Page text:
Authentic8 Blog Category: News

2017 in Review: Data Breach Statistics and Trends

Illustration: 2017 in Review: Data Breach Statistics and Trends - Authentic8 Blog

What were the biggest data breaches in 2017? Did the federal government's cybersecurity fare better, two years after the disastrous OPM hack in 2015?

Did ransomware live up to, or even beat, the dire predictions? Which industries were targeted or hacked most?

We have pulled together summaries, surveys and posts worth returning to, for use as a quick reference to consult when working on IT security presentations, cybersecurity plans and requests for budget or approvals in the year ahead:

The Biggest Hacks, Leaks and Data Breaches in 2017

...presented in 28 (illustrated) slides by ZDnet, with links to more in-depth information.

Source: ZDNet

ABA Tech Report 2017: Security

What does the American Bar Association’s 2017 Legal Technology Survey Report reveal about data security in the nation’s law firms? David G. Riess, attorney at Clark Hill PLC, summarizes.

Source: ABA Tech Report

2017 in Review: Data Breach Statistics and Trends - Authentic8 Blog illustration

Largest Healthcare Data Breaches of 2017

78 healthcare data breaches in 2017 that affected more than 10,000+ records

The Long Con: Antivirus and Your Data

Illustration: The Long Con: Antivirus and Your Data - Authentic8 Blog

Officials and security researchers have named antivirus (AV) vendors as the new weak link in enterprise and government networks. They claim that sensitive files of the U.S. National Security Agency, the Republic of Korea Armed Forces and U.S. companies were targeted and exfiltrated thanks to the software that should be protecting the endpoint.

Antivirus solutions have been around since the mid-1980s. We gave them file system permissions to scan every file. Then we allowed access OS processes to scan active code. Then we allowed vendors to take our data to the cloud for “enhanced” security.

Now, as with many other services, our trust is used against us. The same AV tools that were supposed to help us fight malware are used as a backdoor to steal sensitive information and stage cyber attacks. This feels like a long con perpetrated by the antivirus industry.

Which vendors can you trust?

The irony is that for years we’ve been paying vendors to

How Do I Know If My Local Browser Extension Was Hijacked?

Illustration: How Do I Know If My Local Browser Extension Was Hijacked? - Authentic8 Blog

If you’ve installed add-ons or plugins with your browser (like the one that came with your computer), it could be a question you're asking yourself right now.

This week brought news that at least six more extensions for a popular browser were hijacked. Two similar attacks were uncovered only last week. In all these cases the hijackers “updated” the extensions to inject malicious code into web pages. More than a million local browser installations were affected.

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At the risk of repeating myself - local browser add-ons put your data at risk. Browsers are targeted in more than 80 percent of online attacks because inherent design flaws and the security weaknesses of common internet protocols make them the most vulnerable component of your personal or business IT.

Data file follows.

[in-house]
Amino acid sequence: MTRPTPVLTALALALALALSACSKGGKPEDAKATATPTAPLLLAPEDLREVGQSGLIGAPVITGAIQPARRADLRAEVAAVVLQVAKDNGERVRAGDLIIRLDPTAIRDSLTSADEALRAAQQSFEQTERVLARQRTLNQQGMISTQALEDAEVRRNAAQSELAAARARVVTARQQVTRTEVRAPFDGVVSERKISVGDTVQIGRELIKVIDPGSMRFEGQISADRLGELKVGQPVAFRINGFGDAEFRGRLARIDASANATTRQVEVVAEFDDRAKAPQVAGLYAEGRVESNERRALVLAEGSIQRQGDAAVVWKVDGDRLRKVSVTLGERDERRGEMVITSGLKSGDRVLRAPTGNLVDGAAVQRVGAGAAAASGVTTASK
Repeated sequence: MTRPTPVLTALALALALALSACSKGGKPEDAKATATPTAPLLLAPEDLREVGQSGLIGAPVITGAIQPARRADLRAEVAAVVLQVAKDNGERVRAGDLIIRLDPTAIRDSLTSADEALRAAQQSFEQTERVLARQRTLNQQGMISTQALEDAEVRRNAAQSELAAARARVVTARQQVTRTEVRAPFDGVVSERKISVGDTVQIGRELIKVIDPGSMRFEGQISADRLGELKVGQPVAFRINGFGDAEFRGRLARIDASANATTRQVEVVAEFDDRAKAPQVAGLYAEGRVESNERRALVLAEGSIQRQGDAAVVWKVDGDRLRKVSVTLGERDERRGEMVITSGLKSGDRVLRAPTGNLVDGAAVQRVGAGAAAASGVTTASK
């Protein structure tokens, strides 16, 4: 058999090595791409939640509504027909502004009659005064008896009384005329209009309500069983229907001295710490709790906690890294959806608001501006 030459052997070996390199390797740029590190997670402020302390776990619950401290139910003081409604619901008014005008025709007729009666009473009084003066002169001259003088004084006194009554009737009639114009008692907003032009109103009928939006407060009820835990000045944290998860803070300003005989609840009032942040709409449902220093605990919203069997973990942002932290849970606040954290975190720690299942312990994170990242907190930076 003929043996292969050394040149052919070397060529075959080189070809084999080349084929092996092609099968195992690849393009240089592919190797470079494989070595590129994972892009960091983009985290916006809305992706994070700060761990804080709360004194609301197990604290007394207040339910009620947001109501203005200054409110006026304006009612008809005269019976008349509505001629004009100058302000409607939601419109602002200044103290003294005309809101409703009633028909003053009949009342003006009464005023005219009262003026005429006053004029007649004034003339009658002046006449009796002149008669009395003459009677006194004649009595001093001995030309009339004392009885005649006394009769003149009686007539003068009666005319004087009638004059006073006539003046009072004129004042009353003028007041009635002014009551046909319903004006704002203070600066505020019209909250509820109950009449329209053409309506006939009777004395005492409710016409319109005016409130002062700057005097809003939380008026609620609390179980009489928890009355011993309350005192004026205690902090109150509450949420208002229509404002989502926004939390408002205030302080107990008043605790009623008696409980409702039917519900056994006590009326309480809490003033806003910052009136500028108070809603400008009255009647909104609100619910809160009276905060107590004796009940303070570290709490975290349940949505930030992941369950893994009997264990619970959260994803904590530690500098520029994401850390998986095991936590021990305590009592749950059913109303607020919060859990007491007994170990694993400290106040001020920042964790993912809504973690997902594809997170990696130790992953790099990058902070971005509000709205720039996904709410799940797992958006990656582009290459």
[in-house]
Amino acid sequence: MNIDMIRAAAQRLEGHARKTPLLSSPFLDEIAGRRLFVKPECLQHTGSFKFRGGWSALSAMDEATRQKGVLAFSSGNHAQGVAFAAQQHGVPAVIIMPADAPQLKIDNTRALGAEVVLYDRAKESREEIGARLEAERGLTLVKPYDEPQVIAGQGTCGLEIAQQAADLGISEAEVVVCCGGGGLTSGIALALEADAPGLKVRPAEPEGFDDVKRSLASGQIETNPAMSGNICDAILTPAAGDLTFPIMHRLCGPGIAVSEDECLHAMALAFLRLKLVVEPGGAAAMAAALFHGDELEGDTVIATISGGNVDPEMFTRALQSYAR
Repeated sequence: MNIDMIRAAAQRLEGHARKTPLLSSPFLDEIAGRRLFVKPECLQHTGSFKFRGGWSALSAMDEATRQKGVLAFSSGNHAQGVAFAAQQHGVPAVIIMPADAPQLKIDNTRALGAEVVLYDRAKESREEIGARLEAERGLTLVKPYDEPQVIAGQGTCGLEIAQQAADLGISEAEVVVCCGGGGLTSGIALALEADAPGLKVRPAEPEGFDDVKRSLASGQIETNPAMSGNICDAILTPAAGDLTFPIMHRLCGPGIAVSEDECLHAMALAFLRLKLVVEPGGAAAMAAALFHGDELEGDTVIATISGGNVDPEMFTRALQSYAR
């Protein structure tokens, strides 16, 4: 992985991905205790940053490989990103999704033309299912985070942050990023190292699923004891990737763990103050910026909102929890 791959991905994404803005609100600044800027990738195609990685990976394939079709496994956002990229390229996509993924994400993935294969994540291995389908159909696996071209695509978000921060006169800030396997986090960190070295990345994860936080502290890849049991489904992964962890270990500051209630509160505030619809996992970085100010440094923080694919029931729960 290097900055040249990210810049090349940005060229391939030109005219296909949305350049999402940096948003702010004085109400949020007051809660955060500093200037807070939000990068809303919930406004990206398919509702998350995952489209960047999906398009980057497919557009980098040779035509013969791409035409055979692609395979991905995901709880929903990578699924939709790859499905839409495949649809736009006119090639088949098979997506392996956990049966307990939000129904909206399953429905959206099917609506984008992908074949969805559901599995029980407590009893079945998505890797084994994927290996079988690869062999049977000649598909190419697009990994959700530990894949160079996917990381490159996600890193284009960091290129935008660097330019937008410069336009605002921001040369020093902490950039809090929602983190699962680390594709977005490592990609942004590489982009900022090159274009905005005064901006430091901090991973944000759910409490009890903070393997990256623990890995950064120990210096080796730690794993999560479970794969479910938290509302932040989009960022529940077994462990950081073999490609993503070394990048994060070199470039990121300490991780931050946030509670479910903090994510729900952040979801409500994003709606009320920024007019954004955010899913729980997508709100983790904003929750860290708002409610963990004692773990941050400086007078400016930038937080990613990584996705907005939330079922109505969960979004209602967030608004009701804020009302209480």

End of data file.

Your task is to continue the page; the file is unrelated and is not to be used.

When connecting to a website, browsers indiscriminately fetch and process code from the web on the local computer. Malicious code may be hidden in a web app or passed through from an ad server on

So Much Leaking.

Illustration: So Much Leaking. - Authentic8 Blog

In the wake of the devastating WannaCry and NotPetya ransomware campaigns, it was hard to imagine that things could get more embarrassing for the IT profession.

That double whammy was possible because IT administrators left firewall ports 445 and 139 open, which allowed the ExternalBlue exploit to take hold. Thousands of companies around the world paid the price for IT's negligence.

Despite all the attention, many organizations still haven’t taken the simple step to close the obviously open ports.  Once they get hit, regulators and litigators will likely have a field day. Nobody can say IT wasn’t warned.

And now, just a few short weeks later, we learn that security researchers have discovered numerous preventable data leaks that exposed personal, sensitive data of hundreds of millions of users.  Where did they find this data?

On Amazon - where else?  The go-to web service for storing large amounts of data. Impacted organizations include:

The One IT Security Issue That Too Many Media Are Totally Missing

Illustration: The One IT Security Issue That Too Many Media Are Totally Missing - Authentic8 Blog

SECURITY, NEWS

Did you notice how some journalists ask one particular question at the end of an interview? It’s usually a good sign: "Is there anything I didn't ask you but should have?"

This question indicates curiosity to go past the obvious talking points. It shows the interviewer’s openness to considering new angles. We decided to rephrase and broaden that question and pose it to our InfoSec Luminaries:

"What's the one IT security issue that you wish journalists would cover more or better, and why?"

No media bashing or gripe-airing intended here. Reporting on IT security, computer crime, data protection and privacy - and getting it right - is tough enough. It looks like more fun from the outside (if you’re not  doing it yourself ) than it actually is. We get it.

But even those in the industry who enjoy stellar media coverage can point to an issue or two that deserves more attention than it is actually